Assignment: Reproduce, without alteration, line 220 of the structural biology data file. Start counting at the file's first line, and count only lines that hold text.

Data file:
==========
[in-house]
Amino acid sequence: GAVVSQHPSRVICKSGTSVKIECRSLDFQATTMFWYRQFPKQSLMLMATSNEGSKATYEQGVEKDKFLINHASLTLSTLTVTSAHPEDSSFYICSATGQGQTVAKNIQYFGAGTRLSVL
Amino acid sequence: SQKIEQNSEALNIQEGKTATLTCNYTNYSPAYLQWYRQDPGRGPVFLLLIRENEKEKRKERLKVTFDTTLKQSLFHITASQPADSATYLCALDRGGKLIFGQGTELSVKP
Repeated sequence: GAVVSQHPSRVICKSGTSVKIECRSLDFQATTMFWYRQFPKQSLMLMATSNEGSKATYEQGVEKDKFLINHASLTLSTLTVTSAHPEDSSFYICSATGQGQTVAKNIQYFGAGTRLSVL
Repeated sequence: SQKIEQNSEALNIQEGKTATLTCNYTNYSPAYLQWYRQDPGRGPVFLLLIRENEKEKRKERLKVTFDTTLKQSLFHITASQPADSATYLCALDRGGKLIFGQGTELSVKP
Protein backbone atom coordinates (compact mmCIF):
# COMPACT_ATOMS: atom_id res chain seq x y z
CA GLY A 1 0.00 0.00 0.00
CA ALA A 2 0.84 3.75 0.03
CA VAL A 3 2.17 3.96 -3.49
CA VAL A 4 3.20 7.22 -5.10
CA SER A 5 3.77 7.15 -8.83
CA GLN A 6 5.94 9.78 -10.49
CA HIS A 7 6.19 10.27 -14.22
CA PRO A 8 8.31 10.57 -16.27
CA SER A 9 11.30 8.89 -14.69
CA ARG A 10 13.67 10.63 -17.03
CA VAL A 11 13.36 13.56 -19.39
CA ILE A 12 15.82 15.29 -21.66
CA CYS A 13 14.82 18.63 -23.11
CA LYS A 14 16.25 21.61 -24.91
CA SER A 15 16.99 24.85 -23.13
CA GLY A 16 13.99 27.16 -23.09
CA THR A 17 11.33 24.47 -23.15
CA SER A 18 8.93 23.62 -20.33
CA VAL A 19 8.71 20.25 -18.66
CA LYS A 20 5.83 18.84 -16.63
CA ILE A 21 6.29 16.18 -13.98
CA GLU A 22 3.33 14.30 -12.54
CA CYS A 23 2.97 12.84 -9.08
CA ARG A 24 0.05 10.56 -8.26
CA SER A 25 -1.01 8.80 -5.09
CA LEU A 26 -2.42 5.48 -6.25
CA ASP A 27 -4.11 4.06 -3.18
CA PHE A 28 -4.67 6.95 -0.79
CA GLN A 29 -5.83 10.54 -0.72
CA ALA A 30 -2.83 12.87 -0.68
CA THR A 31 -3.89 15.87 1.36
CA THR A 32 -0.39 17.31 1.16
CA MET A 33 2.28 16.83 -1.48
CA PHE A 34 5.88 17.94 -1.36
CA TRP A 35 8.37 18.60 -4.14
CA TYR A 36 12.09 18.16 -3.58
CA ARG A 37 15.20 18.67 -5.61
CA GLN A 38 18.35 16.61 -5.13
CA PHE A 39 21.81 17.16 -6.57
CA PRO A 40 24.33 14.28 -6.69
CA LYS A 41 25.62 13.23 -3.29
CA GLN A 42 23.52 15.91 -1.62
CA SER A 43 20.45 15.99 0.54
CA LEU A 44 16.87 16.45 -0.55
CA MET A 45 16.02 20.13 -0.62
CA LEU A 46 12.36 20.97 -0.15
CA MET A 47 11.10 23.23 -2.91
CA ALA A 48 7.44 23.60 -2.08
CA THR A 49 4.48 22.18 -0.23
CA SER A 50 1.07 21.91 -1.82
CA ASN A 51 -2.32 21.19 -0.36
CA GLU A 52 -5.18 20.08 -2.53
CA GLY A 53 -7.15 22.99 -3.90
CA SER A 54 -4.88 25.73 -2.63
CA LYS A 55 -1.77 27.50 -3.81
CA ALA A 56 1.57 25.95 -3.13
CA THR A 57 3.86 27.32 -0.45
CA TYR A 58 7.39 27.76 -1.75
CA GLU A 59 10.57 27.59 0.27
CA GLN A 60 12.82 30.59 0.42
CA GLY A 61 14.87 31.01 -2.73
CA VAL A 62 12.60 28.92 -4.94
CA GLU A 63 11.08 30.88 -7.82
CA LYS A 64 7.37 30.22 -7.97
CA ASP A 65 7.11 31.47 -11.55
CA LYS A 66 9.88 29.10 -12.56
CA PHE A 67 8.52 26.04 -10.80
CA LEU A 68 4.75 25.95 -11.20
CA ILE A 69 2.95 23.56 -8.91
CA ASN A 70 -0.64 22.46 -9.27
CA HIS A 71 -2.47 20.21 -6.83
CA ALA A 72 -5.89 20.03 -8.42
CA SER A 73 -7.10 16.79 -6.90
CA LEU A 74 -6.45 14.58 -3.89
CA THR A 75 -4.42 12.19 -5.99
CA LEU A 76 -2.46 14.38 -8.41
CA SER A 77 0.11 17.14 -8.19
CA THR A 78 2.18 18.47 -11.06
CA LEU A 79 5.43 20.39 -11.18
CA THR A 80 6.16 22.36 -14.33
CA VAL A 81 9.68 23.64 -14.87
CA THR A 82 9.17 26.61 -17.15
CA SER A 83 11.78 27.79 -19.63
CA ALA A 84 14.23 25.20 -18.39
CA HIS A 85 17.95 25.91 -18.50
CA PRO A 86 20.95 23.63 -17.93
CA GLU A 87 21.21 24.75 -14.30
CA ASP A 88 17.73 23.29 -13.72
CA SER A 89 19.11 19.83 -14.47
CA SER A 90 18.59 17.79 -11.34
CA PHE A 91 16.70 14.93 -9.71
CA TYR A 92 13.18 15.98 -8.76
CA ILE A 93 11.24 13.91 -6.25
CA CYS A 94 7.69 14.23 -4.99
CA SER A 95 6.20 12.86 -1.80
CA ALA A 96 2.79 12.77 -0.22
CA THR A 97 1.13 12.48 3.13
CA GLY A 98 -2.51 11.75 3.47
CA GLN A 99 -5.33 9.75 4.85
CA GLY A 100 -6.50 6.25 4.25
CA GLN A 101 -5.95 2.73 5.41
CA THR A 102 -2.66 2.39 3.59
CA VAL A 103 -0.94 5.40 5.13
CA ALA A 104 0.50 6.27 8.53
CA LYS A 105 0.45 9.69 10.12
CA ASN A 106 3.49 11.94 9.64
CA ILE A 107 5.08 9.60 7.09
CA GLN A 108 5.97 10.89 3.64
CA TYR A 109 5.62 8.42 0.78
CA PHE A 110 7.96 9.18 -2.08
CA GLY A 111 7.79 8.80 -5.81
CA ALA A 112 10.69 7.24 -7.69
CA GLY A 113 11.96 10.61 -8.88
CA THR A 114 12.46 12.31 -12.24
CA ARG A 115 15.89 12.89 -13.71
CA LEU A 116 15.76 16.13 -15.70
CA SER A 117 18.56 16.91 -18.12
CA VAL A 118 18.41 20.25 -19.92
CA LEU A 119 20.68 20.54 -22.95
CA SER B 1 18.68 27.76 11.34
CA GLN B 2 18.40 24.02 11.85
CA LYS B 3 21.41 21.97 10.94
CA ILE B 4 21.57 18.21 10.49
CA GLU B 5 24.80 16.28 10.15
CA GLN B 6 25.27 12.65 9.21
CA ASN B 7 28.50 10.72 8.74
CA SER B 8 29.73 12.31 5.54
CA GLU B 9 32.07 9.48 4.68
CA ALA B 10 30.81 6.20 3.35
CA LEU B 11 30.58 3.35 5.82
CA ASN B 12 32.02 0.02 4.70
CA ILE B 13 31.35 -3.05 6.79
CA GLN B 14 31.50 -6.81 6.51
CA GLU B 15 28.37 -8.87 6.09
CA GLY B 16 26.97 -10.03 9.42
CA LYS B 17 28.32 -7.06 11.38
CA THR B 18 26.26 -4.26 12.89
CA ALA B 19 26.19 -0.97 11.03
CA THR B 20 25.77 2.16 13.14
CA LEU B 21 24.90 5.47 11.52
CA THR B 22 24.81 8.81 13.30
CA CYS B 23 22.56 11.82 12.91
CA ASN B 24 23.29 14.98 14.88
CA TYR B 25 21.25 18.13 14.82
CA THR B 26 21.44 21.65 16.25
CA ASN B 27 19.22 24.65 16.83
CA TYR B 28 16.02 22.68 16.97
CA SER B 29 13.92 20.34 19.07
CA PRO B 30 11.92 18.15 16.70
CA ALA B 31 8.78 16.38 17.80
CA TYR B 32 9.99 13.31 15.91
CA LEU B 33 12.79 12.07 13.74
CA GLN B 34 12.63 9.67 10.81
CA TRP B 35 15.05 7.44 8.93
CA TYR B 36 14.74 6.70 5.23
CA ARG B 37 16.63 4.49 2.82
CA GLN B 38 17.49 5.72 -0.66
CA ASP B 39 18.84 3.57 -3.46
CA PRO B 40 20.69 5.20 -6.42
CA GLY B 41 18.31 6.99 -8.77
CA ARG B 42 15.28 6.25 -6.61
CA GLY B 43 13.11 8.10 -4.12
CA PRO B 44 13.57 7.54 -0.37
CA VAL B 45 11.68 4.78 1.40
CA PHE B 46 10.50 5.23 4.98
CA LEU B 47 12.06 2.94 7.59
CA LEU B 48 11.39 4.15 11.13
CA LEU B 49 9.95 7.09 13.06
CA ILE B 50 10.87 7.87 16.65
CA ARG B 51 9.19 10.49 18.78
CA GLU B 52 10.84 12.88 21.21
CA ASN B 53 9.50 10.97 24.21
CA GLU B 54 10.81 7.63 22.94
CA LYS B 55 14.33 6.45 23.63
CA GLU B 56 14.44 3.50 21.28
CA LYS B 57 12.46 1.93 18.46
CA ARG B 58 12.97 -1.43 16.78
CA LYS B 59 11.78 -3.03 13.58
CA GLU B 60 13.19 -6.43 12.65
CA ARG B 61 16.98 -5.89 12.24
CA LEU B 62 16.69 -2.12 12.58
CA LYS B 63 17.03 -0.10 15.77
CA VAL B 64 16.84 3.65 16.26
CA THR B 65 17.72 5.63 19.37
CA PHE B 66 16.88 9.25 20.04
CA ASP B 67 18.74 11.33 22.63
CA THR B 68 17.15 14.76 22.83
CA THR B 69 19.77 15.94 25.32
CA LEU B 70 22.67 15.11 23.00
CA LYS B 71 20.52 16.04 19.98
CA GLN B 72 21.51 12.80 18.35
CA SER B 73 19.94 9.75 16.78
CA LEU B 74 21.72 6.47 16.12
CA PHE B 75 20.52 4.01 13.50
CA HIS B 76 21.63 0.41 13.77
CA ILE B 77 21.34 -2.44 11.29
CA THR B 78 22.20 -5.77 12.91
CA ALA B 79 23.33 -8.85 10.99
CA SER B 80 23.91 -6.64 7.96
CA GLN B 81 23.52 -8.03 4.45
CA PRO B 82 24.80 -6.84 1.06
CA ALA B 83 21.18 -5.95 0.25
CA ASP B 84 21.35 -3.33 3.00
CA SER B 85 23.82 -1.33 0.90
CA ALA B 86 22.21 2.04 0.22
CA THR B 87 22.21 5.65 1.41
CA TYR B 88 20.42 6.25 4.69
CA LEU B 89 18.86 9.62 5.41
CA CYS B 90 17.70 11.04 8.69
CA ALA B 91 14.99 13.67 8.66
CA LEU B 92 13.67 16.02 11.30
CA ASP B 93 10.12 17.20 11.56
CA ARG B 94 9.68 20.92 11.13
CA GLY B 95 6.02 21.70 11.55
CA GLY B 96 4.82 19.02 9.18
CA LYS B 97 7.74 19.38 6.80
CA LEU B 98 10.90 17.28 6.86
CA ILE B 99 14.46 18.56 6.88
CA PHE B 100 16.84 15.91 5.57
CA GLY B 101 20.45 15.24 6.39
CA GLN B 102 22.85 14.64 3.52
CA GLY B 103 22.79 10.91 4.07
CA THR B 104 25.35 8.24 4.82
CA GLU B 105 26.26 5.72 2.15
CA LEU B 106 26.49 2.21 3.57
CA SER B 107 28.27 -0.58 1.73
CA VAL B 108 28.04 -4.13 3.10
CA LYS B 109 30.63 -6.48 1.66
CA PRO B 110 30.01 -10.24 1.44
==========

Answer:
CA ARG B 94 9.68 20.92 11.13